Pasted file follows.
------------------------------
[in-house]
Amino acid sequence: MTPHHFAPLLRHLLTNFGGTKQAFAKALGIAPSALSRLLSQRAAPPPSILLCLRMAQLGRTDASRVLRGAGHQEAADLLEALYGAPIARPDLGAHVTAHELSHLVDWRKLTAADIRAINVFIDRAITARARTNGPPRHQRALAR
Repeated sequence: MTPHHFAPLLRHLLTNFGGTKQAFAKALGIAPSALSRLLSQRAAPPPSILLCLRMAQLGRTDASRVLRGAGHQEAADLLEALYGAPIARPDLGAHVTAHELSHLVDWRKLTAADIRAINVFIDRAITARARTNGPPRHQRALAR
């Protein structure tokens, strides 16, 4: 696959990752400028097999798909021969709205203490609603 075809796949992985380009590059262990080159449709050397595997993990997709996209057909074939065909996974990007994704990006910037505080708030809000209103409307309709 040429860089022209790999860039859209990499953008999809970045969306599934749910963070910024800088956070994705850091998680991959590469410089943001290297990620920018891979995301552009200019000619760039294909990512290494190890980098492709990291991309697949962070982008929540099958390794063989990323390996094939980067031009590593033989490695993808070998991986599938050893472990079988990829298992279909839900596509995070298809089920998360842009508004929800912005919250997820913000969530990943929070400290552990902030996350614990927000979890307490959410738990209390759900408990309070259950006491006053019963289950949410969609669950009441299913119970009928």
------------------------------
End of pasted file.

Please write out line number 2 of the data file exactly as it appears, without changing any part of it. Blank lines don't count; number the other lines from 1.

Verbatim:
Amino acid sequence: MTPHHFAPLLRHLLTNFGGTKQAFAKALGIAPSALSRLLSQRAAPPPSILLCLRMAQLGRTDASRVLRGAGHQEAADLLEALYGAPIARPDLGAHVTAHELSHLVDWRKLTAADIRAINVFIDRAITARARTNGPPRHQRALAR